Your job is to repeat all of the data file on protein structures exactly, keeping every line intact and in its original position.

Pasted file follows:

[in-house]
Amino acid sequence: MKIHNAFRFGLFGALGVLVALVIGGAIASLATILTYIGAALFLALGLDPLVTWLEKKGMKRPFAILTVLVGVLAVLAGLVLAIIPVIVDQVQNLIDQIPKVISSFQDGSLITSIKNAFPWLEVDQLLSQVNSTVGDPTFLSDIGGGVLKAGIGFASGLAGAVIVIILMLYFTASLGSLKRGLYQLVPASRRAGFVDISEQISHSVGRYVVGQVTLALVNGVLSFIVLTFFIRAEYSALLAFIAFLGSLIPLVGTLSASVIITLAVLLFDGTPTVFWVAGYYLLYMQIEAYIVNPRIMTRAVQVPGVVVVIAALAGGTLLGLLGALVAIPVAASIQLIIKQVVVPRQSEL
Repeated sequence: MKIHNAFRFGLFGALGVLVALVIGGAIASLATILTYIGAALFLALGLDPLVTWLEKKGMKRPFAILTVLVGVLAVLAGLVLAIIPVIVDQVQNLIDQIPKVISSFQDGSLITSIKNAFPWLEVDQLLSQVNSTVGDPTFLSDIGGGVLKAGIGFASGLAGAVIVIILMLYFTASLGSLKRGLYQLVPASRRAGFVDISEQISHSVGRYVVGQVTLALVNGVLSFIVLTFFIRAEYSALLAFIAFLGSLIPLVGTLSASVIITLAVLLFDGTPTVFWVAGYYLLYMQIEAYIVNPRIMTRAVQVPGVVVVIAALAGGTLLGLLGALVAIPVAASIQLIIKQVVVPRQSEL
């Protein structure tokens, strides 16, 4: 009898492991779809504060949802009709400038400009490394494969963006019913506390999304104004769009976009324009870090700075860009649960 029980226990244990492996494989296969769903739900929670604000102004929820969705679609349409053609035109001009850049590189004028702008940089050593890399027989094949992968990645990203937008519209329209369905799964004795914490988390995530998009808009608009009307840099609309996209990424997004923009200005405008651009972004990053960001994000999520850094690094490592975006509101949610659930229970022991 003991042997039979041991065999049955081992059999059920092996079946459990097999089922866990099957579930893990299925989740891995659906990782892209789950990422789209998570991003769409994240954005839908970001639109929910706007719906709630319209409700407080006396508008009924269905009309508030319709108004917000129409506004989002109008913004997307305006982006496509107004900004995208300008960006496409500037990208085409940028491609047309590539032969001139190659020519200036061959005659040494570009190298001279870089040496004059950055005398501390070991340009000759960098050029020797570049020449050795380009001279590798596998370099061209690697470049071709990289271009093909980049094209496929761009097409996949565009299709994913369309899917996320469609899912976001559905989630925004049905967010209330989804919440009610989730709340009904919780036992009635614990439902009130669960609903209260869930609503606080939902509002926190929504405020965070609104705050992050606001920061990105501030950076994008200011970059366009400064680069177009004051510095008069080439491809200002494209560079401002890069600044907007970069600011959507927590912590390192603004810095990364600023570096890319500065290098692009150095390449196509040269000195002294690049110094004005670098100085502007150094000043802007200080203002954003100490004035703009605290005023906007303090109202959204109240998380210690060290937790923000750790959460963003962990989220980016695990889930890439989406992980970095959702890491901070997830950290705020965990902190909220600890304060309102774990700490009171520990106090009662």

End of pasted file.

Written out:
[in-house]
Amino acid sequence: MKIHNAFRFGLFGALGVLVALVIGGAIASLATILTYIGAALFLALGLDPLVTWLEKKGMKRPFAILTVLVGVLAVLAGLVLAIIPVIVDQVQNLIDQIPKVISSFQDGSLITSIKNAFPWLEVDQLLSQVNSTVGDPTFLSDIGGGVLKAGIGFASGLAGAVIVIILMLYFTASLGSLKRGLYQLVPASRRAGFVDISEQISHSVGRYVVGQVTLALVNGVLSFIVLTFFIRAEYSALLAFIAFLGSLIPLVGTLSASVIITLAVLLFDGTPTVFWVAGYYLLYMQIEAYIVNPRIMTRAVQVPGVVVVIAALAGGTLLGLLGALVAIPVAASIQLIIKQVVVPRQSEL
Repeated sequence: MKIHNAFRFGLFGALGVLVALVIGGAIASLATILTYIGAALFLALGLDPLVTWLEKKGMKRPFAILTVLVGVLAVLAGLVLAIIPVIVDQVQNLIDQIPKVISSFQDGSLITSIKNAFPWLEVDQLLSQVNSTVGDPTFLSDIGGGVLKAGIGFASGLAGAVIVIILMLYFTASLGSLKRGLYQLVPASRRAGFVDISEQISHSVGRYVVGQVTLALVNGVLSFIVLTFFIRAEYSALLAFIAFLGSLIPLVGTLSASVIITLAVLLFDGTPTVFWVAGYYLLYMQIEAYIVNPRIMTRAVQVPGVVVVIAALAGGTLLGLLGALVAIPVAASIQLIIKQVVVPRQSEL
């Protein structure tokens, strides 16, 4: 009898492991779809504060949802009709400038400009490394494969963006019913506390999304104004769009976009324009870090700075860009649960 029980226990244990492996494989296969769903739900929670604000102004929820969705679609349409053609035109001009850049590189004028702008940089050593890399027989094949992968990645990203937008519209329209369905799964004795914490988390995530998009808009608009009307840099609309996209990424997004923009200005405008651009972004990053960001994000999520850094690094490592975006509101949610659930229970022991 003991042997039979041991065999049955081992059999059920092996079946459990097999089922866990099957579930893990299925989740891995659906990782892209789950990422789209998570991003769409994240954005839908970001639109929910706007719906709630319209409700407080006396508008009924269905009309508030319709108004917000129409506004989002109008913004997307305006982006496509107004900004995208300008960006496409500037990208085409940028491609047309590539032969001139190659020519200036061959005659040494570009190298001279870089040496004059950055005398501390070991340009000759960098050029020797570049020449050795380009001279590798596998370099061209690697470049071709990289271009093909980049094209496929761009097409996949565009299709994913369309899917996320469609899912976001559905989630925004049905967010209330989804919440009610989730709340009904919780036992009635614990439902009130669960609903209260869930609503606080939902509002926190929504405020965070609104705050992050606001920061990105501030950076994008200011970059366009400064680069177009004051510095008069080439491809200002494209560079401002890069600044907007970069600011959507927590912590390192603004810095990364600023570096890319500065290098692009150095390449196509040269000195002294690049110094004005670098100085502007150094000043802007200080203002954003100490004035703009605290005023906007303090109202959204109240998380210690060290937790923000750790959460963003962990989220980016695990889930890439989406992980970095959702890491901070997830950290705020965990902190909220600890304060309102774990700490009171520990106090009662």